Lorenzo di Masi reveals a unique approach to free trade agreements negotiation by ASEAN and China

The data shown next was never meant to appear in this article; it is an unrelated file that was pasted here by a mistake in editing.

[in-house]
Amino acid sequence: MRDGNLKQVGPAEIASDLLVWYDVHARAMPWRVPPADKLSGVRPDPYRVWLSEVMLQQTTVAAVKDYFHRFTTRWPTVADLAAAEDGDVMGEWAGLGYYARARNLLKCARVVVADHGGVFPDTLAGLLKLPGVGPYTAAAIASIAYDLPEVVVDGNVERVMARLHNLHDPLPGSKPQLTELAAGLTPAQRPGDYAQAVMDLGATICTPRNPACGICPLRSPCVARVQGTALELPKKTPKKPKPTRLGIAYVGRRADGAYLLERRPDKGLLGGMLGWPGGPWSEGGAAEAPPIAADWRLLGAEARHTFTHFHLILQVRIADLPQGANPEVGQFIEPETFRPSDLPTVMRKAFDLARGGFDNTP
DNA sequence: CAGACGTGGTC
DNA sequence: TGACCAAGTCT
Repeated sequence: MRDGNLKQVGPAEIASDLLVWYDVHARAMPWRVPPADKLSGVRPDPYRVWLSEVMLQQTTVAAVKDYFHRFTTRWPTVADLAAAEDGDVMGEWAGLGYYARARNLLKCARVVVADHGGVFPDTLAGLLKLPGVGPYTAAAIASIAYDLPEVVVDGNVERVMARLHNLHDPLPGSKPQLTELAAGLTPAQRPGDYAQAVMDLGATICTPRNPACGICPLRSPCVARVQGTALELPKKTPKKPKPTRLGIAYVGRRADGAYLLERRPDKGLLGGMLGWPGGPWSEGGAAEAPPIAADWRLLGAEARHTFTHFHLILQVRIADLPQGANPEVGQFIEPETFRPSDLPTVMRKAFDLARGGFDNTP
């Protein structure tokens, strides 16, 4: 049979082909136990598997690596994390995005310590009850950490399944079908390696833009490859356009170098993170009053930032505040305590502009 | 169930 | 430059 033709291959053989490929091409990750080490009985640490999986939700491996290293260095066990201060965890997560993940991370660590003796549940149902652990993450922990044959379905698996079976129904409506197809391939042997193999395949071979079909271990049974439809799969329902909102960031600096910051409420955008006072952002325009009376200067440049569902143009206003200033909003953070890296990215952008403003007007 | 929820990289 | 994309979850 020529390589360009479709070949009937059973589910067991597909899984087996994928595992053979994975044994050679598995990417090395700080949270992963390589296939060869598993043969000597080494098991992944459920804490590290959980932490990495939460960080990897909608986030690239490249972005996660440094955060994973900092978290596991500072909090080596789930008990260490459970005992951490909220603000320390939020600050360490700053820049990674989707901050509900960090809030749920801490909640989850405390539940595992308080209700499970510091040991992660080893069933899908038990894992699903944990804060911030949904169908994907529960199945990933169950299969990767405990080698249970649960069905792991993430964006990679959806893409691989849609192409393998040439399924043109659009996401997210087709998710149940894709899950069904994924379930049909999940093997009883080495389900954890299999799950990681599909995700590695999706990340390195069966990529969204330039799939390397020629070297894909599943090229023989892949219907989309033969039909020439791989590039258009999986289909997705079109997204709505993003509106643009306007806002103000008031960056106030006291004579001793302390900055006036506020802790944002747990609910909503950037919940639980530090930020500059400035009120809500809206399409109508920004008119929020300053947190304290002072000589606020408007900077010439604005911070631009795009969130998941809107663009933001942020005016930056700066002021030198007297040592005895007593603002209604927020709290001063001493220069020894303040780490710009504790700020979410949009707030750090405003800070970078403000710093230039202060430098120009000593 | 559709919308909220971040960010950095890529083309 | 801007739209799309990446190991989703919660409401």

In his chapter “SPS, Public Health, and Environmental Provisions in East Asia RTAs: ASEAN and China” in the book “China´s Influence on Non-Trade Concerns in International Economic Law”, the author Lorenzo di Masi scrutinizes the free trade agreements – mainly Regional Free Trade Agreements and Preferential Trade Agreements – concluded by ASEAN Countries and China. The unique nature of this kind of agreements rests in the fact that their provisions have a tendency to go beyond the standards set for the multilateral trade agreements concluded under the auspices of the World Trade Organization. For this reason, they include arrangements shaping the relationships between the parties to the agreements in a special manner. Lorenzo di Masi pays attention to the particularities of the process of concluding the agreements by each of the respective parties as well as to ascertain characteristic elements of their content. Consequently, he analyses the agreements from the perspective of public health and environmental protection. Even though both of the scrutinized parties stem from the same region, the analysis of their free trade agreements unveils slightly different motivations pursued by the parties. While the agreements concluded by China unveil the motivation to strengthen China´s economic leverage, improve its position within the World Trade Organization and contribute to China´s economic growth, the agreements concluded and negotiated by ASEAN attempts – apart from the economic motivations – also to enhance the socio-economic development of the States united in ASEAN. The differences regarding the focus of these two kinds of free trade agreements have influence also on the different degree of importance they attribute to public health-related and environmental concerns. For instance, the agreements concluded by ASEAN Countries reveal a higher liberalization in the area of health-related services in comparison to the free trade agreements concluded by China, which pay less attention to these issues. Interestingly enough, environmental concerns have found their place also in free trade agreements concluded by China, which might be attributed to the relatively high importance of environmental protection and environmental concerns in China. Lorenzo di Masi invites the readers to learn more about this topic in his chapter.